Research Paper

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The objective of this research is to study the influence of morphology on fracture and debonding of silicon particles embedded in an Al-1%Si matrix. The fracture and deboning is caused by applied tensile and compressive cyclic loading conditions. Finite element method is used to study these effects to accurately represent particle geometry, particle interactions, and the stress-strain behavior of the aluminum matrix. A cluster of 4 to 8 silicon particle inclusion is chosen for the study over infinite array of inclusion or single isolated inclusion. Silicon particles are modeled with linear elastic constitutive relationship and matrix material using internal state variable cyclic plasticity model. A two level design of experiments method is used to test 16 sets of combination made with 7 variables; relative particle size, shape, spacing, configuration, alignment, grouping and matrix microporosity. Results of the study demonstrates the dominance of shape and alignment during initial phases fracturing and debonding and spacing during later phases. Local intensification of stresses in induced by particle debonding in Al-1%Si matrix. This intensification of stresses is higher than that of particle fracture. Enhancement is spacing due to consecutive fracturing in the cluster becomes a dominant factor due to large local intensification of stresses as mentioned above.


Two level design of experiments (DOE) method is used to study the effects of seven parameters at their chosen range of conditions is shown in Fig.1. A total of 16 significant combinations of the 7 morphological parameters at their extreme conditions are chosen for the study, shown in the following Table 1. The extremes for these parameters are based on micro-graphical observations from an A365 aluminum alloy study which constitutes silicon particles. Finite element cases were created for all 16 combinations with following assumptions;

  1. Traces of other element are not considered in the model though that are generally present in the alloy to promote hardening and other casting properties.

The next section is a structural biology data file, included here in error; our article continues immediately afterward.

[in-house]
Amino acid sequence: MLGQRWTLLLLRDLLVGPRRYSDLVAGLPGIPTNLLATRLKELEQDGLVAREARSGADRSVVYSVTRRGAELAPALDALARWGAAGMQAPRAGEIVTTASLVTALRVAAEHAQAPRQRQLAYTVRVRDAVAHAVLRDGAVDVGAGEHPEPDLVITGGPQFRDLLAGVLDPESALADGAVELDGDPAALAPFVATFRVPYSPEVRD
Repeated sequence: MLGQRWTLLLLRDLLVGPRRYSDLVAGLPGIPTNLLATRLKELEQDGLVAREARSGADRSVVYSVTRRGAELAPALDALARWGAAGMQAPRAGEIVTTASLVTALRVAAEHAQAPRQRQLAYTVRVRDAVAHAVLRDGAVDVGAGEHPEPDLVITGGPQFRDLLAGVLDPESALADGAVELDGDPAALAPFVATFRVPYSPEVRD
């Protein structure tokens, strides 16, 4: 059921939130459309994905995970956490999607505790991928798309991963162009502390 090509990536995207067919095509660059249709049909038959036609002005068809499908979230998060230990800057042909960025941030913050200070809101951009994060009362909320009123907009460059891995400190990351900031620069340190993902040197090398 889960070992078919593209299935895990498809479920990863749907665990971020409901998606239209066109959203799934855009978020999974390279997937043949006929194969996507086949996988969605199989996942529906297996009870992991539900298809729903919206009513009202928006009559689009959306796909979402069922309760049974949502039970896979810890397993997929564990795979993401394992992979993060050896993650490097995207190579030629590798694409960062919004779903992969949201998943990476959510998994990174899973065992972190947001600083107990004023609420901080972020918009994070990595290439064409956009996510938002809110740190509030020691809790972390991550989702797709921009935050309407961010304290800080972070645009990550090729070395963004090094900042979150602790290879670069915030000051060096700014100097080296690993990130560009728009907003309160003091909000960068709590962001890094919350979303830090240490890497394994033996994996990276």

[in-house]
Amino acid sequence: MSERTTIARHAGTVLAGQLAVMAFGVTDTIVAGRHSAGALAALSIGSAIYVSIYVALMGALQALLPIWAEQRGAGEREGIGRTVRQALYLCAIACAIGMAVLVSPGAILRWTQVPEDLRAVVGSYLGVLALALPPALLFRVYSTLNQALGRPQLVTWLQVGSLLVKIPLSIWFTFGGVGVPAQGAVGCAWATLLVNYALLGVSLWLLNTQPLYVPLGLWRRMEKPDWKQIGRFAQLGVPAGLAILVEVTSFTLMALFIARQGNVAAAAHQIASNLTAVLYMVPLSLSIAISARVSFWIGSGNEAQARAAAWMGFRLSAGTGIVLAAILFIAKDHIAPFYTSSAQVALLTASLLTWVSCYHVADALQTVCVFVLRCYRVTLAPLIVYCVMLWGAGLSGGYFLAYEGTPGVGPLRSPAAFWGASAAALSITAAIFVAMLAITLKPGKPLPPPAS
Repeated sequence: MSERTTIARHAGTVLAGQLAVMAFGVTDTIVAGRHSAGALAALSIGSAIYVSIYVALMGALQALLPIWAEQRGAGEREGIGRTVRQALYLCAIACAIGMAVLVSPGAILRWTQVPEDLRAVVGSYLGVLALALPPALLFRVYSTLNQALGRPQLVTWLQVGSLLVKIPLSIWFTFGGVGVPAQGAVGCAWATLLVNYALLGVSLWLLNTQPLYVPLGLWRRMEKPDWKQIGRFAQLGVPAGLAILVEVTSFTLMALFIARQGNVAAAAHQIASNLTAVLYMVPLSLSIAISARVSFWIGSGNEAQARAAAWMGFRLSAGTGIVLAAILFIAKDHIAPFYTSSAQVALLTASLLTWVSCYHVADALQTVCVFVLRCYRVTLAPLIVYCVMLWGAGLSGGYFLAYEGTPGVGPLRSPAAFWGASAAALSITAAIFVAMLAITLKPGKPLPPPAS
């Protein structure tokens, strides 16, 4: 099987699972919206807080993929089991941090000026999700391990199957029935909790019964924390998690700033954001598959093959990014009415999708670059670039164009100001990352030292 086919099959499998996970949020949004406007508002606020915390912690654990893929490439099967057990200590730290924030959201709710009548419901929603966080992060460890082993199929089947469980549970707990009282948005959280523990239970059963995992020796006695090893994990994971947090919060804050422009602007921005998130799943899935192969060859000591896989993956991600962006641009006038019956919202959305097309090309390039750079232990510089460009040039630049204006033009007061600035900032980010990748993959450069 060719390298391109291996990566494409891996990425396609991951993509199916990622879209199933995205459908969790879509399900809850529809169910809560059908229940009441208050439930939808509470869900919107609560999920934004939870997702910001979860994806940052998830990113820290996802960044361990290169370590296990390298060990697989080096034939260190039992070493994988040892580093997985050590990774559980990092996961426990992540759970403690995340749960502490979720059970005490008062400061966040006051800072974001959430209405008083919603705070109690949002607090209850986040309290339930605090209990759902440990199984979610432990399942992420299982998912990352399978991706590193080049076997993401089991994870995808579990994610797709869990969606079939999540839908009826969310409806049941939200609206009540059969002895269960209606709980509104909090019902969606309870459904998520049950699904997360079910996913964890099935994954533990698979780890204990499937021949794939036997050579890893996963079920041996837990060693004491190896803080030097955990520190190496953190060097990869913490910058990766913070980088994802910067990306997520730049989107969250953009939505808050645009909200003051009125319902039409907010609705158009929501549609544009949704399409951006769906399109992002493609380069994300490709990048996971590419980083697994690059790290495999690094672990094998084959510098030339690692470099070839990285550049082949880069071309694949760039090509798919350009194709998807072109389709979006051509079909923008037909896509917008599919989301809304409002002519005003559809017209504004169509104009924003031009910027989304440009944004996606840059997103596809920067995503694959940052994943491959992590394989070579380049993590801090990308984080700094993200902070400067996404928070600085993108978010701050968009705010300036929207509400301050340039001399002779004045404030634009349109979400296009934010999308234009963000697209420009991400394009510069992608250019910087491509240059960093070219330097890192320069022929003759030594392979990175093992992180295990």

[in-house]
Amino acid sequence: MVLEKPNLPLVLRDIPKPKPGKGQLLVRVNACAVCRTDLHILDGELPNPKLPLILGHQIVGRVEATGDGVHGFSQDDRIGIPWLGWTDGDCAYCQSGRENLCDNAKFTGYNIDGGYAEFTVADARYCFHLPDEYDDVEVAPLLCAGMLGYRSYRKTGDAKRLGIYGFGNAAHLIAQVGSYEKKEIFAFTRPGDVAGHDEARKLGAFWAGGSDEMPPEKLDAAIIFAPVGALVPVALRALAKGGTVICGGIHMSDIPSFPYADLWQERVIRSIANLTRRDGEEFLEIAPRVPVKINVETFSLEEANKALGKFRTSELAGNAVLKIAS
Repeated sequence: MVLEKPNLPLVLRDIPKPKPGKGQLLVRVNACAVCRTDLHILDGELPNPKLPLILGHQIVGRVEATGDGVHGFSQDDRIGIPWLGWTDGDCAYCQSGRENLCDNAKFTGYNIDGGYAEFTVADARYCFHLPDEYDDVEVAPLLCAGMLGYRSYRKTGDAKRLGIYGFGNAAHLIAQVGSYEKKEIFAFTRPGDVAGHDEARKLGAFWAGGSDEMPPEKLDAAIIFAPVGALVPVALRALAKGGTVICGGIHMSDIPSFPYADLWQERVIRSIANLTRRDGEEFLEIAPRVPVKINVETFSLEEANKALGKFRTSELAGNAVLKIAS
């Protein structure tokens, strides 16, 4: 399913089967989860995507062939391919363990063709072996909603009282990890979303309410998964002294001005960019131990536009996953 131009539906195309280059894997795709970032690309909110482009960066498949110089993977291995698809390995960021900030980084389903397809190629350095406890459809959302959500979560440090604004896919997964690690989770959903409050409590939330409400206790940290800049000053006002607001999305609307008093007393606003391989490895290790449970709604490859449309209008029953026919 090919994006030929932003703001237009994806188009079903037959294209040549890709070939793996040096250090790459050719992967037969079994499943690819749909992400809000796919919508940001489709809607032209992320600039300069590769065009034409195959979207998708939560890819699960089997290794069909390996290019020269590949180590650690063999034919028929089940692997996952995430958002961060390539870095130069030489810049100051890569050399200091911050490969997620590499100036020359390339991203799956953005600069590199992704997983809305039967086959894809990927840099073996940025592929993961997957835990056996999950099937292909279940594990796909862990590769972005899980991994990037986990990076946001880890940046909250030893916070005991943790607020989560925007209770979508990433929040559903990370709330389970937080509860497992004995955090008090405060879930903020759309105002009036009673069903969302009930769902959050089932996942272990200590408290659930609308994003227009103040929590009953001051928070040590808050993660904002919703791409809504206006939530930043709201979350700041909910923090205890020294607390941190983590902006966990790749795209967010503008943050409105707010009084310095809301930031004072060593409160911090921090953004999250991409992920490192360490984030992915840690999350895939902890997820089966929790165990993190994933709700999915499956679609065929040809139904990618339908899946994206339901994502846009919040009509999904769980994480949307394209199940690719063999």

2. The silicon particles are assumed to behave in an isotropic linear elastic. The Al matrix material is described using an internal state variable plasticity model with coupled micro void growth.
  3. Temperature and strain rate dependence on the plasticity of the model were not considered. Experimental data regression is thoroughly used to generate constants for the model

In Fig 2, stress-strain model output is compared to experimental output for cycles 1, 2, and 10. A point of saturation is attained at the end of 10 cycles in both cases. Maximum tensile principal stress is an important study parameter which is the proposed cause of fracture in Si particles. Debonding is studied on the basis of hydrostatic stresses on particle matrix interface. The screening of the two significant parameters is listed under table 2. Schematic from mesh # 10 is shown as an example in Fig. 4 along with finite element fine mesh region near the silicon particles in mesh # 10. In these cases, main intention is to quantify the pattern of fracture and debonding in adjacent particles and their effect on neighboring particles. Data from table 2 shows that shape and alignment plays a significant role in fracture and debonding of the Si particles that are highly intact. Spacing between the particles becomes a significant factor in later phases when several bonds are broken in the matrix. Spacing and configuration accelerates the rate of fracture and debonding in the cluster towards saturation. Some particles are fractured in the beginning in order to study stress distribution on the neighboring particles. Fig 4, 5 and 6 represent successive phases from bonded state towards cracked and debonded state. Contours in Fig 7-12 represent several combination and phases in terms of maximum principal stresses and maximum hydrostatic stresses.

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Fig. 1. Schematic demonstrating the different parameters considered in the present finite element study. The parameter ranges were determined by examining actual micrographs of a modified cast A356 aluminum alloy Fig 2 : Experimental and model stress-strain response for the Al-1%Si matrix material in the finite element simulations. Fig 3: (a) Schematic of mesh 10 with the silicon particles enlarged to highlight their distribution. The actual radii are given in mesh units on the lower left corner of the mesh. (b) The finite element fine mesh region near the silicon particles in mesh 10.

Table 1: List of all 16 mesh combinations of the 7 morphological parameters shown in Fig 1 Table 2: Maximum principal stress within a fully bonded silicon particle & Maximum hydrostatic stress at the Si-Al interface of a bonded Si particle

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Fig 4: The quantitative main parameter effects on (a) cracking and (b) debonding. All of the adjacent particles are bonded. Fig. 5. The quantitative main parameter effects on (a) cracking and (b) debonding. Some of the adjacent particles are bonded while others are cracked. Fig. 6. The quantitative main parameter effects on (a) cracking and (b) debonding. Some of the adjacent particles are bonded while others are deboned.
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